Environment North Carolina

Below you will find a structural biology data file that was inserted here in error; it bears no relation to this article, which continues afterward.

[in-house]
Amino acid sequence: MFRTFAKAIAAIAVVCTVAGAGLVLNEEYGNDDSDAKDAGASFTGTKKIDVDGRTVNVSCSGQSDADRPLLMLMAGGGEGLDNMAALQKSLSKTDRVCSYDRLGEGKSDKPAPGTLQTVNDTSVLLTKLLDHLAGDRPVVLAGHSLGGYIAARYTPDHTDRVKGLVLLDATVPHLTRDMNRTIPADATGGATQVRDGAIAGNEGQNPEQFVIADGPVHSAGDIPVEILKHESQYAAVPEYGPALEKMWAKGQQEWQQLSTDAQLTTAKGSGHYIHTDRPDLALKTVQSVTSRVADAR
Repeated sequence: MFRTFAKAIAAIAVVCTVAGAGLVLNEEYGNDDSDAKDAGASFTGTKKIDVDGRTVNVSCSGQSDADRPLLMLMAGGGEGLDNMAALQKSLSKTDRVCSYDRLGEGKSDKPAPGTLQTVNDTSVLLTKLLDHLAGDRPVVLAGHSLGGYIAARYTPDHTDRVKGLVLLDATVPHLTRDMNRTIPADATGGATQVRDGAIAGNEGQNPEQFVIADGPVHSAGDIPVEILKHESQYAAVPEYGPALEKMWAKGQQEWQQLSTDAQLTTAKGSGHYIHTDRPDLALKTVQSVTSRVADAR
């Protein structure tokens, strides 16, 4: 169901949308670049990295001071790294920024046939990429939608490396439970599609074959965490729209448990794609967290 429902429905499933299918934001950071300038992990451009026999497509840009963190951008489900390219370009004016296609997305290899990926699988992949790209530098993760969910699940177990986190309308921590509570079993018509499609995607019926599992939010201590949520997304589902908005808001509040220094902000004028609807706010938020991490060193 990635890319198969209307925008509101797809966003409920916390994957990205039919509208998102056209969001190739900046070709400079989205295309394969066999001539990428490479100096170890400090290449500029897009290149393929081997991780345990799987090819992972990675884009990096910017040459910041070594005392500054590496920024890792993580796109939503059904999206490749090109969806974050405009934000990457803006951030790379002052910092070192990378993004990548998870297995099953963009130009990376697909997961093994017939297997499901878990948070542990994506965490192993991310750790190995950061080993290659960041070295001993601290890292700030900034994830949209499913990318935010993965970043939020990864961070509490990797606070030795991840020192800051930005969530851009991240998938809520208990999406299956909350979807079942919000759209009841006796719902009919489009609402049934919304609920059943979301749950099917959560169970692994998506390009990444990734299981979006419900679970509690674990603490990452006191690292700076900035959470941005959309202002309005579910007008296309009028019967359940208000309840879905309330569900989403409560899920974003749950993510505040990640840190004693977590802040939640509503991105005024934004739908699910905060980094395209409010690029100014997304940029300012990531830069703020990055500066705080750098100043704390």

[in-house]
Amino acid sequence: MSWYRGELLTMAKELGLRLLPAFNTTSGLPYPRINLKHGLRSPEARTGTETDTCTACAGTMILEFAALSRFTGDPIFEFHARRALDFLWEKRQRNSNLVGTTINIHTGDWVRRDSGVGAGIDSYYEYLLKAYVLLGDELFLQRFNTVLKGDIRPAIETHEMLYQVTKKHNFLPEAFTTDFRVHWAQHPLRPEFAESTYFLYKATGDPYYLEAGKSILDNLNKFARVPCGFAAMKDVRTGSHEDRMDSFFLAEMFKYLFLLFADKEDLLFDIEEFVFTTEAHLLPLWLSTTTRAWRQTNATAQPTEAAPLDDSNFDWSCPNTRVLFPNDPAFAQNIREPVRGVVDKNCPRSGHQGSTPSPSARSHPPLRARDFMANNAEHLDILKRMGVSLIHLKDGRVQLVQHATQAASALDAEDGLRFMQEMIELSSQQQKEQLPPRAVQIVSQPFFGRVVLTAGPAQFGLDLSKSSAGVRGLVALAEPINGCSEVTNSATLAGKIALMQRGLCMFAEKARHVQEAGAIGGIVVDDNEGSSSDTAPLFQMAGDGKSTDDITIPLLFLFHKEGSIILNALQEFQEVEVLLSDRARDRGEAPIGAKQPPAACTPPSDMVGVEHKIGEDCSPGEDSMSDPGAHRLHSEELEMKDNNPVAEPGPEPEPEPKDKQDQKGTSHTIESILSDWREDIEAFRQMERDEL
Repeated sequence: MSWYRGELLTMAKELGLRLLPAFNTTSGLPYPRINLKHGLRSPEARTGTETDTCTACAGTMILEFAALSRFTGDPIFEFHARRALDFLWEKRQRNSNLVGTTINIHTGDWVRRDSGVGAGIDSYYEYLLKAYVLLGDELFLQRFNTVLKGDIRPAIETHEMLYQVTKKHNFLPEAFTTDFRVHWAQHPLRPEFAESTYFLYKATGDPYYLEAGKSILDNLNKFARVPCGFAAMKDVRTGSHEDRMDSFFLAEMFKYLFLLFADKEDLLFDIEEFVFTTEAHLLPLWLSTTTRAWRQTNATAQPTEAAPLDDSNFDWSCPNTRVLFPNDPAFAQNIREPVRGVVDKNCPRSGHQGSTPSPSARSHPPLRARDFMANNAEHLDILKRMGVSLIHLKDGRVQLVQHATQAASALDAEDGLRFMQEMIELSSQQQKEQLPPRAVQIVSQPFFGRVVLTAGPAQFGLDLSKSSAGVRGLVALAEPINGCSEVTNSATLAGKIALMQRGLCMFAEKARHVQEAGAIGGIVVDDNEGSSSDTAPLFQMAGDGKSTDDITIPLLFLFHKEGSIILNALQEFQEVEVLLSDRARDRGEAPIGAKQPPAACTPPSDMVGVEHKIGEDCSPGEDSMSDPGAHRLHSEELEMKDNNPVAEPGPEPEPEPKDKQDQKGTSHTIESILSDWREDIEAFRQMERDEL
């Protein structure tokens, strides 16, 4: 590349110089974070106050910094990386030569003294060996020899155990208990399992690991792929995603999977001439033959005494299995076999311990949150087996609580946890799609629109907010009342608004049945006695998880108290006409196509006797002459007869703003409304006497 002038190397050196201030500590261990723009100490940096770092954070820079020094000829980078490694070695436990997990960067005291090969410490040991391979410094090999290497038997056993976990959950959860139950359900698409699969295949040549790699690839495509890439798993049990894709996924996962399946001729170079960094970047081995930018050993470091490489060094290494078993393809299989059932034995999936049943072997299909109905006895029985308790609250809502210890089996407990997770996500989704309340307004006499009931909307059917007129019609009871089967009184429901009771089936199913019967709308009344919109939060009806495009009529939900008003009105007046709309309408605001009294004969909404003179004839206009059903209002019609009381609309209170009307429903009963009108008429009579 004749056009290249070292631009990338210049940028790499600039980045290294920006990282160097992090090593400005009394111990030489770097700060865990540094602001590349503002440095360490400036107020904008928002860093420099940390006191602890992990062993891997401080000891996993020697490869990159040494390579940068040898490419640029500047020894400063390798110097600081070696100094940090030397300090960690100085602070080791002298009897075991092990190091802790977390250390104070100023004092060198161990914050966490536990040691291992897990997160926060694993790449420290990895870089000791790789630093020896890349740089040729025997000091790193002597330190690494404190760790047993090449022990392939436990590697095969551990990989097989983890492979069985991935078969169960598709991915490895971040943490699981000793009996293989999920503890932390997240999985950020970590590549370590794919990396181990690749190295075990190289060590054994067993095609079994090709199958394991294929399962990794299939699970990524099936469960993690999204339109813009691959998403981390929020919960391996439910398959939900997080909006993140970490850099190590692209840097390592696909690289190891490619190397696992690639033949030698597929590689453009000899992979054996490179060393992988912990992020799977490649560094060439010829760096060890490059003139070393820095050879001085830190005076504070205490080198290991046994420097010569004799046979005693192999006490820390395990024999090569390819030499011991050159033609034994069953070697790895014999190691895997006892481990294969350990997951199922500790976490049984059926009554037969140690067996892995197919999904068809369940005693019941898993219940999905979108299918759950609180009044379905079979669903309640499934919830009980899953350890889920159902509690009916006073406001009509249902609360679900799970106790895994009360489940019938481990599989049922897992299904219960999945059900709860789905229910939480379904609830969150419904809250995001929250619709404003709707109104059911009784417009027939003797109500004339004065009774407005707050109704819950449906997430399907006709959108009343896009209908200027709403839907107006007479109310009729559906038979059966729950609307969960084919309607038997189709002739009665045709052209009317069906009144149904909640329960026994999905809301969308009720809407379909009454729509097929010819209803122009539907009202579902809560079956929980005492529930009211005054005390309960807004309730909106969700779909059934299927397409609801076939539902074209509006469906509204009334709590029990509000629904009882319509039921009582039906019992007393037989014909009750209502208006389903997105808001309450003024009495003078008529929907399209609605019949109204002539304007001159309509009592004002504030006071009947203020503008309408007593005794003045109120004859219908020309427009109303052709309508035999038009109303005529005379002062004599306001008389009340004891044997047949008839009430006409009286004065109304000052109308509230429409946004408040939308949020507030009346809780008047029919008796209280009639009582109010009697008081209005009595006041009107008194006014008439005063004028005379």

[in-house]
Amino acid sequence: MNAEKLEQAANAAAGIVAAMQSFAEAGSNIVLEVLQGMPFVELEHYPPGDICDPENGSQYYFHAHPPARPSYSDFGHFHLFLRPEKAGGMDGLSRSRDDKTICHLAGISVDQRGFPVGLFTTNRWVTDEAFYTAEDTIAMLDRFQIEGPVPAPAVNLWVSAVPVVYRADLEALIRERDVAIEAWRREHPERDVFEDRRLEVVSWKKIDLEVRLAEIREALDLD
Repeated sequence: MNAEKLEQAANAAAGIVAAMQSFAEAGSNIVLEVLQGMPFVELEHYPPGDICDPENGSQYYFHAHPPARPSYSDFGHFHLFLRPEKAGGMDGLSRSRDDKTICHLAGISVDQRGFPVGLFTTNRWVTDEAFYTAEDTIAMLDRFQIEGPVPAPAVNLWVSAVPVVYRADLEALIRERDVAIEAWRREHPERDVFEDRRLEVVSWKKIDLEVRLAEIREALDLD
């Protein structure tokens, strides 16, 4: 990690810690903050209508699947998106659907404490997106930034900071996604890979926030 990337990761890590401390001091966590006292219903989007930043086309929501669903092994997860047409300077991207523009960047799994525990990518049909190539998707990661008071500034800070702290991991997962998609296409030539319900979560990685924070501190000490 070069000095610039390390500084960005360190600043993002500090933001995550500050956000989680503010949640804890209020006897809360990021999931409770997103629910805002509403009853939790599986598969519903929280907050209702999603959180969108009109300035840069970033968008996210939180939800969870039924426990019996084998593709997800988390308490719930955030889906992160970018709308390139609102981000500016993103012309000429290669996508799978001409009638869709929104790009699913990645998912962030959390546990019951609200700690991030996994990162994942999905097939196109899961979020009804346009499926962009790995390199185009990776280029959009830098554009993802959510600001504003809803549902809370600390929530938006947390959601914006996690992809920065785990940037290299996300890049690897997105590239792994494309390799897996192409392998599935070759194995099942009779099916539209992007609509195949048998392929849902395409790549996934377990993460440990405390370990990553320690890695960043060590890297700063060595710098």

Starting with the budget, in 2011 lawmakers passed a slew of damaging changes to the laws that protect our air, water, and open spaces. Environment North Carolina and its allies succeeded in stalling one of the worst of these measures: Senate Bill 709, which promotes drilling off the Outer Banks and the rest of the state’s beaches along with onshore “fracking” near the Deep River. Yet scores of other anti-environmental bills have become law, including those that chip away at North Carolina’s clean energy standard, push back a key deadline in the Jordan Lake clean-up plan, require polluters to pay less to clean up leaking toxic chemicals, and remove protections for a unspoiled Western North Carolina trout stream. Over the objections of the governor, lawmakers adopted legislation preventing certain new environmental rules, and initiating the repeal of others. They overrode her veto of a budget that slashes conservation funding and prevents the protection of green spaces next to the Blue Ridge Parkway and other key tracts of land around the state. The scorecard tracks ten contested votes in the House and ten in the Senate on these measures, and paints a grim picture of support for environmental protection from the General Assembly. There were a few important signs of progress not reflected in the scorecard. The General Assembly unanimously approved legislation to enact new standards to make new homes and businesses more energy-efficient. And the House leadership deserves credit for quelling some of the worst ideas of the legislative session, such as gutting the state’s air toxics protection program, removing protections for the Neuse and Tar Pamlico Rivers, and eliminating the state’s renewable energy standard altogether.